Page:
Mr. (Hedrick) Smith goes to Scarsdale to talk the American Dream

Hedrick Smith, a Pulitzer and Peabody award-winning former reporter and editor for The New York Times and PBS’ “Frontline,” gave us all something to think about after a talk and good dinner hosted by the Scarsdale Forum.

To a rapt audience at the Scarsdale Women’s Club, Smith discussed the real and profound changes that have taken place in America since 1970. He presented a compelling account of how, over the past four decades, the American Dream has been dismantled to the point where we have become two Americas.

“Even as their stock portfolios swell and their values soar, many wealthy Americans are troubled by the growing divide between the rich and the poor,” he says.

Smith contends “Schisms in the soul of society keep us from solving any major issue,” whether it is climate change, inferior education, failing infrastructure or the national debt. “It’s not just deferred maintenance,” Smith says. Our government has given no indication that it can handle these problems effectively. Therefore, he says, “We the people must deal with structural problems we have built into our system.”

Smith’s prime-time analytical specials for PBS have won several awards for examining systemic problems in modern America and offering insightful, prescriptive solutions. In his provocative latest book, “Who Stole the American Dream?”, Smith reveals how pivotal laws and policies were altered while the public wasn’t looking, how Congress often ignores public opinion, why moderate politicians get shoved to the sidelines and how Wall Street often wins politically by employing more than 1,400 former government officials as lobbyists.

By relating the personal stories of a wide range of Americans high and low, including big and small businessmen and entrepreneurs, Smith compares conditions with those in the 1960s and ’70s, putting a human face on how middle-class America and the American Dream have been undermined.

Today, the minimum wage is 33 percent below the 1968 level, after being adjusted for inflation. Wages are not keeping up with the cost of living. Then, the idea of stakeholder capitalism and shared wealth pressed Washington to do the right thing.

“Our politics became more effective and our economy more inclusive,” Smith says. “But two things changed, ideas and power. The CEO’s sole mission today is to deliver maximum return to shareholders — that’s it.”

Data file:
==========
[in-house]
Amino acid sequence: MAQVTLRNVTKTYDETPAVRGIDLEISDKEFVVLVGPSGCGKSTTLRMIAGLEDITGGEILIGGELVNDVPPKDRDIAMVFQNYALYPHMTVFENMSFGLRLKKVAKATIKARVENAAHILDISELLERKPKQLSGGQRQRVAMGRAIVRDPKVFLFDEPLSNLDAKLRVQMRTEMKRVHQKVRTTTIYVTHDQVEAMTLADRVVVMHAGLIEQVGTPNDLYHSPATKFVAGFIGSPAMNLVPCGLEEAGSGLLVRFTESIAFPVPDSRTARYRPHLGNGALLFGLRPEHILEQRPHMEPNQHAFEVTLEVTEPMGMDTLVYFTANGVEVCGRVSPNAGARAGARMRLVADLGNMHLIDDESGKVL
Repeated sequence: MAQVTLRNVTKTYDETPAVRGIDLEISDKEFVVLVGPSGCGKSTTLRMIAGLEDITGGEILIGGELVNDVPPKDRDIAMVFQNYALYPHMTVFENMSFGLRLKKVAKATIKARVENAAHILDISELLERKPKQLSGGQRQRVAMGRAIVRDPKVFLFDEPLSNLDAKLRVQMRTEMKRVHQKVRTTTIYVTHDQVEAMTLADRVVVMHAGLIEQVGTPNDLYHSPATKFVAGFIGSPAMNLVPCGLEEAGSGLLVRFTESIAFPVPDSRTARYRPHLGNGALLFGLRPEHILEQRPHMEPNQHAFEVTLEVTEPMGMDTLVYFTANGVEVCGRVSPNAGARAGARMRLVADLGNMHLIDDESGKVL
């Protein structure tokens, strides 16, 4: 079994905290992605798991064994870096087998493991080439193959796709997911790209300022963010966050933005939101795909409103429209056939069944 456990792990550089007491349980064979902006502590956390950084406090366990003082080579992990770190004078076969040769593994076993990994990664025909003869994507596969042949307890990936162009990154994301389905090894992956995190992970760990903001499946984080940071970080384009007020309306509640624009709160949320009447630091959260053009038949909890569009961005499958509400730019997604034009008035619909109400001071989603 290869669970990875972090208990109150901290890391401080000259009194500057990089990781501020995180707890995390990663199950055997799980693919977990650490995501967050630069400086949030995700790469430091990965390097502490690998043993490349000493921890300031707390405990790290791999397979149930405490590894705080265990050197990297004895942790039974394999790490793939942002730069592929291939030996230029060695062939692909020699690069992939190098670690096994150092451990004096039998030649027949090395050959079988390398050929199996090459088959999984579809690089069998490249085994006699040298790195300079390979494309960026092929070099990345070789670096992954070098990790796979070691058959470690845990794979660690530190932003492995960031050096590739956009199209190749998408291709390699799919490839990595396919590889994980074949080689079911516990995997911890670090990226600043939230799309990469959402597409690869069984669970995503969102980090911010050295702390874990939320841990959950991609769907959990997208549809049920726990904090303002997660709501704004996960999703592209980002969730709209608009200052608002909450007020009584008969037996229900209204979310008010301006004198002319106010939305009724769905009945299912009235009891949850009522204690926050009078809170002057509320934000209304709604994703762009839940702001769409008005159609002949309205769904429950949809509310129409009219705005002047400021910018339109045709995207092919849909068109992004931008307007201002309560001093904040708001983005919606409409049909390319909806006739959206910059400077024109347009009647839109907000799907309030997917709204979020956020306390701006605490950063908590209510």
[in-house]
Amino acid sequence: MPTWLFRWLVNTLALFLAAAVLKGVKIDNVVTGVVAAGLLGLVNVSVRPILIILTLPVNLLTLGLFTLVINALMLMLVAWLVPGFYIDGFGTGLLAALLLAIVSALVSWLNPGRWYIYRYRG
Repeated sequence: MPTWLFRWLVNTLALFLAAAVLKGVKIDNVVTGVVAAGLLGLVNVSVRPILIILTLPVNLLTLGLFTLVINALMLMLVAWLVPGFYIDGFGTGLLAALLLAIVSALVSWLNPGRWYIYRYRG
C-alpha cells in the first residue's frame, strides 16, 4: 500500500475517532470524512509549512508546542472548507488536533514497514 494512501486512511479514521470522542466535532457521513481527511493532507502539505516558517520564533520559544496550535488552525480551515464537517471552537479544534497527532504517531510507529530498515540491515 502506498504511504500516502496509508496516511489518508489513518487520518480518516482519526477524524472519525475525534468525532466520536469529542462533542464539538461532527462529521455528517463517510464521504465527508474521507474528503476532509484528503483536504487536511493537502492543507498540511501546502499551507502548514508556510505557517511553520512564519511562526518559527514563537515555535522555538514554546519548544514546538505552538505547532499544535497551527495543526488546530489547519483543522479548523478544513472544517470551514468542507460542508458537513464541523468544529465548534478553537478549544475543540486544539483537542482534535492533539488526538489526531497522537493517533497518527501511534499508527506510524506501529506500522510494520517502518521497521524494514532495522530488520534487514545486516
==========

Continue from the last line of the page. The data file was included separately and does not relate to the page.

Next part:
Smith’s challenging book is filled with the penetrating insights, discoveries and empathy of a master journalist. But the unique thing about Smith is that he doesn’t just tell us what has gone wrong, he offers fresh and workable ideas for restoring America’s great promise and reclaiming the American Dream.

Getting help for homeowners and jobs for the roughly 17 million unemployed and underemployed Americans will require changing the political dynamics in Washington. He believes that the reflexive instinct of most Americans is to ask for a new Lincoln to pull the nation together again and restore a national sense of purpose. But great as he was, Smith believes Lincoln could not have done it without armies of volunteers.

“We are at a defining moment for America,” Smith holds. “We cannot allow the slow, poisonous polarization and disintegration of our great democracy to continue. We must get together and take actions to rejuvenate our nation and to restore fairness and hope to our way of life. We see the challenge. It is now time. We the people must take action.”

Smith says a chief problem is that 85 to 90 percent of Congressional districts are political monopolies, designed so that the incumbent party, and usually the incumbent person, will stay in the government.

“It is disenfranchising in most states closed to half the voters. If your district is gerrymandered, the election doesn’t matter — your vote doesn’t count.”

Politicians aren’t interested in change, because the system is working for them. What can we do? “We must become organized people, confronting organized money and gerrymandering.”

While Smith laments, “We’ve lost the belief that we can have a better country. We’ve become fearful, disconnected, cynical,” he nonetheless asserts, “We need a new generation of agitators in America to protest intelligently on matters that are important to our society. We need to get active. We need to get engaged. We need to get going.”

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